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British Industrial History

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John Henry Dallmeyer

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John Henry Dallmeyer (1830-1883), founder of J. H. Dallmeyer

1830 September 6th. Born at Loxten, Westphalia, the son of Henry William Dallmeyer, a landowner.

1846 On leaving school at the age of sixteen, he was apprenticed to an Osnabruck optician.

1851 He arrived in London, where he obtained work with an optician, W. Hewitt, who shortly afterwards, with his workmen, entered the employment of Andrew Ross, a lens and telescope manufacturer.

His position in this workshop may have been an unpleasant one, and led him to take, for a time, employment as French and German correspondent for a commercial firm. After a year he was, however, re-engaged by Ross as scientific adviser, and was entrusted with the testing and finishing of the highest class of optical apparatus.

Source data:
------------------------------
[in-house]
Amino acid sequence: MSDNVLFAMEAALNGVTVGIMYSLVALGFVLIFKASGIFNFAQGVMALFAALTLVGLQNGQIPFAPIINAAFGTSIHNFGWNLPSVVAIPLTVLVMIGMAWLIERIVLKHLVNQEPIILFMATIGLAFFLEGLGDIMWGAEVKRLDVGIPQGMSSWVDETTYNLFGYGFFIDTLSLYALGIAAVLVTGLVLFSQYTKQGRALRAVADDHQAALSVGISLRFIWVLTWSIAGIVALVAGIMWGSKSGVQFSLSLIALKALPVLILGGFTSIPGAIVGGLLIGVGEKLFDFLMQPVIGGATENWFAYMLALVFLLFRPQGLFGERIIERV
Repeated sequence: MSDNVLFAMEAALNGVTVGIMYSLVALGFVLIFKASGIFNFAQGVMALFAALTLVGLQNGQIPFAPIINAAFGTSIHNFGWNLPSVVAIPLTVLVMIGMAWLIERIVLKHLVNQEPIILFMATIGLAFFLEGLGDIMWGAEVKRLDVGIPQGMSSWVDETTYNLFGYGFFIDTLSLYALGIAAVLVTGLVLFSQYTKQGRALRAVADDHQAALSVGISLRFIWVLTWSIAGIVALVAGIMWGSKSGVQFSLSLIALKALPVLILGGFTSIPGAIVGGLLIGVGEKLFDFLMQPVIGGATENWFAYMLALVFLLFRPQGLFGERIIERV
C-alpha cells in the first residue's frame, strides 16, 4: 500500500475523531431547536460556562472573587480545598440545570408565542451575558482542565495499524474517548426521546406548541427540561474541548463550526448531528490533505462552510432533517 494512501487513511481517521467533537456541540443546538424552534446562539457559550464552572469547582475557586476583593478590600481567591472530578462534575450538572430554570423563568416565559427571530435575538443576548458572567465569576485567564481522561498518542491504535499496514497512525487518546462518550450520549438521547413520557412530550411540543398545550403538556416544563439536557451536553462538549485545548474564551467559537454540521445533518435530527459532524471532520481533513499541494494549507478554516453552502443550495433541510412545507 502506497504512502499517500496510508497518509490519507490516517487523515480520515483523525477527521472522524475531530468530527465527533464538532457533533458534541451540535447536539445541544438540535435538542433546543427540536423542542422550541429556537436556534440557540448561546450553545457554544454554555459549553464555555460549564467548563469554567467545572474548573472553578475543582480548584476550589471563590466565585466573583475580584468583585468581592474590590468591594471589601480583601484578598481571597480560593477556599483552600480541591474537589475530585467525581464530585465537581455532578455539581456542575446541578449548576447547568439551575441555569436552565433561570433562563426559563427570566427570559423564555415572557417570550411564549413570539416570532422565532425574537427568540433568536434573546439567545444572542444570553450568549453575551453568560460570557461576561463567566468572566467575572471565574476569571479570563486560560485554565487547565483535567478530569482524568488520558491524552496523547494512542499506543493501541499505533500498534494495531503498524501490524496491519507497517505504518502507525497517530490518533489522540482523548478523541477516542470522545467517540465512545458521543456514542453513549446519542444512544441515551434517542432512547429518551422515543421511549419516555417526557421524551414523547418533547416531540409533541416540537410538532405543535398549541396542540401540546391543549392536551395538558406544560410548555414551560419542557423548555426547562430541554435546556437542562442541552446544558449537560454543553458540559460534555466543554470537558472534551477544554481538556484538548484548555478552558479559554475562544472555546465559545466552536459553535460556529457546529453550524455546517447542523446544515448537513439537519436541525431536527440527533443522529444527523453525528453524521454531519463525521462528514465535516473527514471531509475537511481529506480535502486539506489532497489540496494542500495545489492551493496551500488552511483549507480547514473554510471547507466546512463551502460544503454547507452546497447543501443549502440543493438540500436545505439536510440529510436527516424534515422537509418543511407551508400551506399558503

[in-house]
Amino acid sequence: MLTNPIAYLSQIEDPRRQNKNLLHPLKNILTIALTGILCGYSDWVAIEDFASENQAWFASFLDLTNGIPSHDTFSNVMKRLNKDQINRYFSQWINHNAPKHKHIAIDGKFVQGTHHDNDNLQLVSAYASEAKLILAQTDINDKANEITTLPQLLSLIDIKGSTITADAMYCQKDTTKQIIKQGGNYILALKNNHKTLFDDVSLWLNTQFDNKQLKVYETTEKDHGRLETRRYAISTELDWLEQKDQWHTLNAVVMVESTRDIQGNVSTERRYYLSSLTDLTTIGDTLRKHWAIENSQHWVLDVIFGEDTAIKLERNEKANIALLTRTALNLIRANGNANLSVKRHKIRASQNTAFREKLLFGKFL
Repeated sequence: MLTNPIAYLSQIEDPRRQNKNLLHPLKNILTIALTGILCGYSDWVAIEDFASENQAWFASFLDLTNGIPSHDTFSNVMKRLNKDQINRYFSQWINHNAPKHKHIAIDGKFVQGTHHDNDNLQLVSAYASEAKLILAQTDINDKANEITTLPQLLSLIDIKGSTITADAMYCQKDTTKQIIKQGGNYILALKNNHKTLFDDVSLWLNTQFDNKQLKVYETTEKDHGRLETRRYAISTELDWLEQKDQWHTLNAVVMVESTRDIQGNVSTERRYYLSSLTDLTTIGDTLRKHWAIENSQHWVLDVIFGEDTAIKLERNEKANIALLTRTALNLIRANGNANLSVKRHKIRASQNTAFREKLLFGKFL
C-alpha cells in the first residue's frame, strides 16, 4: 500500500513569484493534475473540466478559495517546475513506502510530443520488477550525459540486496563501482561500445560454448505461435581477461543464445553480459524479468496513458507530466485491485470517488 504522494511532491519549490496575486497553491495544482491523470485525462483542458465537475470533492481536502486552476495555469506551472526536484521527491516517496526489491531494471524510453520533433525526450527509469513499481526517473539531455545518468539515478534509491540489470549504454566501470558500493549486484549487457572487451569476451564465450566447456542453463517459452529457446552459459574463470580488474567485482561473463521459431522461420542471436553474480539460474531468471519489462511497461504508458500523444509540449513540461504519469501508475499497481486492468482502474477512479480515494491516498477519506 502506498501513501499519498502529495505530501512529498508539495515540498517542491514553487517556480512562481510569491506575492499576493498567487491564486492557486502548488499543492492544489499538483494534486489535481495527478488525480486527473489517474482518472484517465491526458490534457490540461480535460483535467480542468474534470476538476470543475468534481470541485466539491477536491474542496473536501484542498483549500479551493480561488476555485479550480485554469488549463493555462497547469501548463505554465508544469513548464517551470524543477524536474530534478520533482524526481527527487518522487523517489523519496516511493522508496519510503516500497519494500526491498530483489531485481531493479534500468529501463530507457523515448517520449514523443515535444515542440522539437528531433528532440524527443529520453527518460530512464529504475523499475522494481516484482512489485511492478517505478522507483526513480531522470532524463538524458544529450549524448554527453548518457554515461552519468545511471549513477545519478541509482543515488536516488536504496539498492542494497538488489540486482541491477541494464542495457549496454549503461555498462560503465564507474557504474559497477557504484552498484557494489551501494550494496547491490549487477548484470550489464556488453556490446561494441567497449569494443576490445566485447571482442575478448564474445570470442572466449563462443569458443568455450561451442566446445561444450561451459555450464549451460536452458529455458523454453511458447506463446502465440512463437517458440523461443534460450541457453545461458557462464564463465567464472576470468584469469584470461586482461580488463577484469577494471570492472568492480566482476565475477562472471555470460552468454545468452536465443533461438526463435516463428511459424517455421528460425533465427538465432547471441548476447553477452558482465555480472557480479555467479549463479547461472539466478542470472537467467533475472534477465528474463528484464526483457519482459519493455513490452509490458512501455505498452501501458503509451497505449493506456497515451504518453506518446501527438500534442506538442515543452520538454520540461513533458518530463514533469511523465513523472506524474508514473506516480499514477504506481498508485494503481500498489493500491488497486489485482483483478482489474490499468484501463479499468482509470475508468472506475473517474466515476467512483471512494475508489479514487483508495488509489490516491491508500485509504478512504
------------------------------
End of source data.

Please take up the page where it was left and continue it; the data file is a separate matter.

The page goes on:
1854 December 7th. Married in Holborn to Hannah Ross (second daughter of Andrew Ross) and inherited, at Ross's death (1859), of a third of his employer's large fortune and the telescope manufacturing portion of the business.

1859 Birth of son Thomas Rudolphus Dallmeyer

Turning from astronomical work to the making of photographic lenses, he introduced improvements in both portrait and landscape lenses, in object-glasses for the microscope and in condensers for the optical lantern.

1863 In connection with celestial photography, he constructed photo-heliographs for the Wilna observatory in 1863, for the Harvard College Observatory in 1864, and, in 1873, several for the British government.

Dallmeyer's instruments achieved a wide success in Europe and America, taking the highest awards at various international exhibitions. The Russian government gave him the order of St Stanislaus, and the French government made him chevalier of the Legion of Honour.

He was, for many years, on the councils of both the Royal Astronomical and Royal Photographic societies.

c1880 John Henry Dallmeyer was advised to give up the personal supervision of his workshops, and to travel for his health.

1883 Died while on a cruise off the coast of New Zealand, being lost overboard, presumed drowned, on 30 December.

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